A rounding bottom pattern is a reversal bullish chart structure that forms in which bulls take control of the market slowly. Once the bulls prove to be stronger, the slope of the new uptrend will be steeper.
Rounding bottom patterns are also known as saucers or bowls because they look like them. And it is the mirror image of the rounding top known as the inverse saucer too.
In a perfect rounding bottom, buyers dominate over time without big volatilities. In other words, bears lose and bulls gain powers over time. However, most rounding bottoms are similar to the reversal head and shoulders. You see examples in the following.
Rounding Bottom Pattern Reflects the Fundamentals
You find rounding bottoms more in index charts and reflects macroeconomic indicators. In the following, our examples are from indexes too.
If the economy is healthy, fundamentals change slowly followed by the development of the rounding bottom. And, if the macro data turn out to be promising, and investors embrace them, then the move will be sharp.
Rounding Bottom Pattern Entry and Exit Points
As mentioned earlier, this pattern is sometimes like an imperfect inverse head and shoulders or even another structure. And these “inverse head and shoulders” have shorter heights and tilted resistance lines.
So, looking inside the formation and candles gives some clues about expectations.
If the rounding bottom is a clear round structure with fewer volatilities, then the level that the pattern started could be the buying zone. And place the stop loss below the pattern.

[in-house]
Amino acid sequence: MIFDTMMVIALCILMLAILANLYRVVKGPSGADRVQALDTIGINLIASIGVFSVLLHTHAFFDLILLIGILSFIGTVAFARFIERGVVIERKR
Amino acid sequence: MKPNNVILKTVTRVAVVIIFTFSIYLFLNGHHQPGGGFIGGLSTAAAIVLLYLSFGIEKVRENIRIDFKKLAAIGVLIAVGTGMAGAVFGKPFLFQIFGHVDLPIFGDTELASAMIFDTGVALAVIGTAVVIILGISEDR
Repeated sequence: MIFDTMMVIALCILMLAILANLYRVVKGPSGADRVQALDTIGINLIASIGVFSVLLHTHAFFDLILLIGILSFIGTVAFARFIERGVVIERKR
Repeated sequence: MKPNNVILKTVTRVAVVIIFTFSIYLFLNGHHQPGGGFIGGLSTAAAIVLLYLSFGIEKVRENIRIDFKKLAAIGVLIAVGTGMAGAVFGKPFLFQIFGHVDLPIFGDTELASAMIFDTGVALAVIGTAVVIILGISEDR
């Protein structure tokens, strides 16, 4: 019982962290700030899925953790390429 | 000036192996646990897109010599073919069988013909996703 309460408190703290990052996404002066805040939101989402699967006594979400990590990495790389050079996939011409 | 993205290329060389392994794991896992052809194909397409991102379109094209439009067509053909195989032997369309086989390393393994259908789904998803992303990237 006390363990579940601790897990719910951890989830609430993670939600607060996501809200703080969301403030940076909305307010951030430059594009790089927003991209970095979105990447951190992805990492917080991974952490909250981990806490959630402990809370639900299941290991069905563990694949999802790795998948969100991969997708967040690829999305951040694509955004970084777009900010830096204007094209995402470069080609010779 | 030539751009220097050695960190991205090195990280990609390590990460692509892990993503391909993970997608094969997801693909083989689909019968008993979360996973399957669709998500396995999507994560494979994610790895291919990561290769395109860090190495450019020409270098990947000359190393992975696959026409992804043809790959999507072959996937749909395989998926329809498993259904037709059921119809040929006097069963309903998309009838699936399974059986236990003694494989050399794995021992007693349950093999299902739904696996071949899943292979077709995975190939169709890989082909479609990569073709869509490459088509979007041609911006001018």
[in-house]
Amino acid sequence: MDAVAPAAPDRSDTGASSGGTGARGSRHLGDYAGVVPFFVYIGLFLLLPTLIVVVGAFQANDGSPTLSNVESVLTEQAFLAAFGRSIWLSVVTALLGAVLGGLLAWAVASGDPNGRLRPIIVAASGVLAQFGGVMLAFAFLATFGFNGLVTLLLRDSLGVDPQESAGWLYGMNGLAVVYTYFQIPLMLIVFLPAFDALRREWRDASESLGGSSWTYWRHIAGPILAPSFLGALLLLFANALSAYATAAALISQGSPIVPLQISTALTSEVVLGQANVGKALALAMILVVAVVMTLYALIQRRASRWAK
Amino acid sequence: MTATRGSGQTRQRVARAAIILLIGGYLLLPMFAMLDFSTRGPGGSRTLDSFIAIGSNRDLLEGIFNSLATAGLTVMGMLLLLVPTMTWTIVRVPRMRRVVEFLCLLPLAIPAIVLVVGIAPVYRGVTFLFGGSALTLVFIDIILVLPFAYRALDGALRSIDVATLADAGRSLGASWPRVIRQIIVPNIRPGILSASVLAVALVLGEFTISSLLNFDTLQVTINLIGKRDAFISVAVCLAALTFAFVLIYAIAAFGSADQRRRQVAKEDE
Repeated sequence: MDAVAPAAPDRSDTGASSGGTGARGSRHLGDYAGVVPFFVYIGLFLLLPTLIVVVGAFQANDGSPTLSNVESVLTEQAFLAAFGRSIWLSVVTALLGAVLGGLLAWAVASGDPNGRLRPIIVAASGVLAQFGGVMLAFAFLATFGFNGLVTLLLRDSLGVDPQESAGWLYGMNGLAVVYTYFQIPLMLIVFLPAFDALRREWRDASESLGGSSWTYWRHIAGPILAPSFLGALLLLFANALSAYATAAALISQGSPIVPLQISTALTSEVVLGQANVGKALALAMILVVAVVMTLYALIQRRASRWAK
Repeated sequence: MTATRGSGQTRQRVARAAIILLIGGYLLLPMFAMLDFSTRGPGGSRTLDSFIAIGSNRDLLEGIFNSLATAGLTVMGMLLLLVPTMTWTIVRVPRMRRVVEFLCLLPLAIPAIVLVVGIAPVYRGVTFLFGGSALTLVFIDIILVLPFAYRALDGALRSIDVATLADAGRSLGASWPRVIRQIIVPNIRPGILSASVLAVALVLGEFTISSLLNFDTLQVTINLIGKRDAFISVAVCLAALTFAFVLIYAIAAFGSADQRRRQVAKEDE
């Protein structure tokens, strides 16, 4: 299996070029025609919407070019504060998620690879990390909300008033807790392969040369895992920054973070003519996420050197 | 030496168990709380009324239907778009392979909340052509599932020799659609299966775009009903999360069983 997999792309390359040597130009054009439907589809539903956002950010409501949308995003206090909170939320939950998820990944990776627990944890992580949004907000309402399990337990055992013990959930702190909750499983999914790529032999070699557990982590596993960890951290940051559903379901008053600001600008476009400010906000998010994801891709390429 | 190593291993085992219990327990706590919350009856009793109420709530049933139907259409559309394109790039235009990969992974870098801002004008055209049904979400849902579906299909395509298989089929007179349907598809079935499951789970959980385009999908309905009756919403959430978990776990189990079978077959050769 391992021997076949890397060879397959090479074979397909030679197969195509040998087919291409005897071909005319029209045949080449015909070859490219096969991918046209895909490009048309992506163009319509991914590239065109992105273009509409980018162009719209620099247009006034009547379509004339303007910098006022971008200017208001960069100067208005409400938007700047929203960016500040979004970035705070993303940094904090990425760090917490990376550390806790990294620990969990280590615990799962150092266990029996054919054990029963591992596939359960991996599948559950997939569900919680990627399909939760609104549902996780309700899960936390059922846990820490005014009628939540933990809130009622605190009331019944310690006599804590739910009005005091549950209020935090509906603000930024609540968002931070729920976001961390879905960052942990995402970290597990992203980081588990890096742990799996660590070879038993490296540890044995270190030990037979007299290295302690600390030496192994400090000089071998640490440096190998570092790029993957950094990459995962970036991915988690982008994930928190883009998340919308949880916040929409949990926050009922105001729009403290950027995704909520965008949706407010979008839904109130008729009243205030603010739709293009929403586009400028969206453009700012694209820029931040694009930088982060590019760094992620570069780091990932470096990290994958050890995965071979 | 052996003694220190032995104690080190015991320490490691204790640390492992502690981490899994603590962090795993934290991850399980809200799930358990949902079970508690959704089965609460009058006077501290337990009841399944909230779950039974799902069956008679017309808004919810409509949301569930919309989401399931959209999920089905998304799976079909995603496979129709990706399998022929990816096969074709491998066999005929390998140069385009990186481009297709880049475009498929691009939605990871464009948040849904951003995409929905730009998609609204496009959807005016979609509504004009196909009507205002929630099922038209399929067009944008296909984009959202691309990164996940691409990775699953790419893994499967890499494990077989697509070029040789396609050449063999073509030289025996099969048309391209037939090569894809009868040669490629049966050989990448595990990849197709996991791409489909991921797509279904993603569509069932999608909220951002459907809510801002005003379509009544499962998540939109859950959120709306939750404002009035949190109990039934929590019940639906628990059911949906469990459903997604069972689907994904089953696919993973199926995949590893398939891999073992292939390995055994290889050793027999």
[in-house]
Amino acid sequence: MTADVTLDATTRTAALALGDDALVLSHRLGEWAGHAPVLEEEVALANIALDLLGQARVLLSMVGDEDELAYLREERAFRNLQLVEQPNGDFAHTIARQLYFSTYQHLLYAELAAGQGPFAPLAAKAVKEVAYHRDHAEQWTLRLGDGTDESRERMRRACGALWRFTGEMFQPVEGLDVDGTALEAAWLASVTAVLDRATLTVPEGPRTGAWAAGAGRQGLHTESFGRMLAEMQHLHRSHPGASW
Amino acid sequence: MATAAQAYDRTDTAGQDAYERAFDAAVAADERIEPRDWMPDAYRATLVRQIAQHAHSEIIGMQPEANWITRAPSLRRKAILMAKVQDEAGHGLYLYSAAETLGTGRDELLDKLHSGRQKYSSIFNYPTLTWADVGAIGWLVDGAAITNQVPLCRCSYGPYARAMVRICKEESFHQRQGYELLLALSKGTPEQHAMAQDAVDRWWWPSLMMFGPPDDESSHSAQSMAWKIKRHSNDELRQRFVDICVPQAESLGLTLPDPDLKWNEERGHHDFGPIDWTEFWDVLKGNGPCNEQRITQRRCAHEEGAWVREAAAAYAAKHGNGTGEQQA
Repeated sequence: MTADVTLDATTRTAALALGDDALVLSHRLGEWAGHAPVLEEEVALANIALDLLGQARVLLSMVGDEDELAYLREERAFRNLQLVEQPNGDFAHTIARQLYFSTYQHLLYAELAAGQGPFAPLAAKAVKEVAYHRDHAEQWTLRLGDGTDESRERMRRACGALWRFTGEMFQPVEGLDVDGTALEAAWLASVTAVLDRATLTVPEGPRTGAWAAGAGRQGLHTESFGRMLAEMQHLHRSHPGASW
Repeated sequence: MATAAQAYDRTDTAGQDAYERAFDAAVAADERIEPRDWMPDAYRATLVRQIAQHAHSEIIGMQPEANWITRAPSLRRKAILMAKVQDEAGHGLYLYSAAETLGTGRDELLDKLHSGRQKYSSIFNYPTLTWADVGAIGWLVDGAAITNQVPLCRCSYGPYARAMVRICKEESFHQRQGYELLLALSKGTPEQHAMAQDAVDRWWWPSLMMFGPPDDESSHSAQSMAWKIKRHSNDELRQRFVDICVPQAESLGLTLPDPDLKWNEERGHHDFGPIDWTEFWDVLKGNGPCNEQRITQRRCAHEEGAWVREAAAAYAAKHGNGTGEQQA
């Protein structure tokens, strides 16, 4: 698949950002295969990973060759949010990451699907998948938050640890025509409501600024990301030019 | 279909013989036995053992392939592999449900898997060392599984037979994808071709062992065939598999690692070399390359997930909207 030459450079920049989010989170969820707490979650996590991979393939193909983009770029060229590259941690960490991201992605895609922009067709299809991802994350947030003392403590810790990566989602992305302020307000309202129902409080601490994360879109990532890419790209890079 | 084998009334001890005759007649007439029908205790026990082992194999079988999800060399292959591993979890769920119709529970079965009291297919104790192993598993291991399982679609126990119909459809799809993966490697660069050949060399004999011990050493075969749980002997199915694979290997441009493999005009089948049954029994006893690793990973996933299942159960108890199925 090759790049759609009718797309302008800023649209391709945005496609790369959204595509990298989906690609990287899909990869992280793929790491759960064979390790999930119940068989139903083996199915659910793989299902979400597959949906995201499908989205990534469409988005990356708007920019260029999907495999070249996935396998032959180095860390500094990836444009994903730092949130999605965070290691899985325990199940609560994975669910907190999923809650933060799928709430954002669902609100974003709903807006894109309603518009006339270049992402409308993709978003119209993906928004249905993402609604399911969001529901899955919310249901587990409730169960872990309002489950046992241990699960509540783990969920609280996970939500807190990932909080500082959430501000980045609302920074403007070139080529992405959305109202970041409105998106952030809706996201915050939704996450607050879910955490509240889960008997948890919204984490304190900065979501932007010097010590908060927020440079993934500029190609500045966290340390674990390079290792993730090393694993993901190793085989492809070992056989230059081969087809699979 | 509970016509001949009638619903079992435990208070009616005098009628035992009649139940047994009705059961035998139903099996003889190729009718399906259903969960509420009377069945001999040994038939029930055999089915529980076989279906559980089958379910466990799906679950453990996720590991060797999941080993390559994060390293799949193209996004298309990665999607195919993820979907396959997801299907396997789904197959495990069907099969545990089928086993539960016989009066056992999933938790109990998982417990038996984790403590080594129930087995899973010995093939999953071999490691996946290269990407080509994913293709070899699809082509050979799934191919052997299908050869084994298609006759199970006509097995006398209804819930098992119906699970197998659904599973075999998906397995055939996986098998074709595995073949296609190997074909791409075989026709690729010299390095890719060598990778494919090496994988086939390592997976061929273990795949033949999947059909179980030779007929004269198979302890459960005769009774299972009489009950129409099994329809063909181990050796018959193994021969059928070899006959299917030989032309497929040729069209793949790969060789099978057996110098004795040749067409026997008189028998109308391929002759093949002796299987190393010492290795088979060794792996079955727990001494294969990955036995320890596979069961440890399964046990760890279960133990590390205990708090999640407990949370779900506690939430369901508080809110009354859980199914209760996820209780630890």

When it comes to take a profit, there is no clear point to order. Based on our experience, it is better to look for another pattern before closing our position. We will adjust our stop loss if the bullish continuation patterns form and will close it if a convincing bearish reversal forms.
Examples of Rounding Bottom Pattern
This article provides you with two examples from the dollar index and amazon stock.
In late March, the USD index (DXY) daily chart, started following the formation of a long-legged doji. This downtrend began at 93.5 and ended at 89.5.
It started forming a rounding bottom in early May and was completed in mid-June.
And in mid-June, the chart continued to rise. During this trend, the price fluctuated, however it reached 94.50.
In the second half of 2000, Amazon stock began falling. This trend coincided with a series of interest rate cuts by the Fed reserve, which resulted in the stock market collapse.
As a result of the recession, there was a fight between bears and bulls, in which the buyers took control slowly, making a rounding bottom pattern.
This rounding bottom resembles an imperfect inverse head and shoulders. In the following chart, the left shoulder is marked by LS, the head by H, and the right shoulder by RS respectively.
After the completion of this pattern, a small bullish correction appeared, which eventually continued rising till a double top formation reversed the trend.
Differences Between Rounding Tops and Bottoms
Both of these patterns occur less frequently than other structures. And both of them occur in larger time frames, for example weekly.
However, there are some differences.
First, a rounding top is bearish, while the rounding bottom is a bullish reversal pattern.
Second, a rounding top takes less time to develop, while a rounding bottom takes longer.
Finally, a rounding top predicts a weak performance of the economy or the related company, while the rounding bottom forecasts a good performance
A rounding bottom is a bullish reversal structure that is not popular as double bottom or other reversals.
This pattern often forms as the economy or a company’s performances create a trust over time and slowly.
Trading this pattern due to not having a clear formation is more difficult than others. So, looking for more data and confirmation is necessary.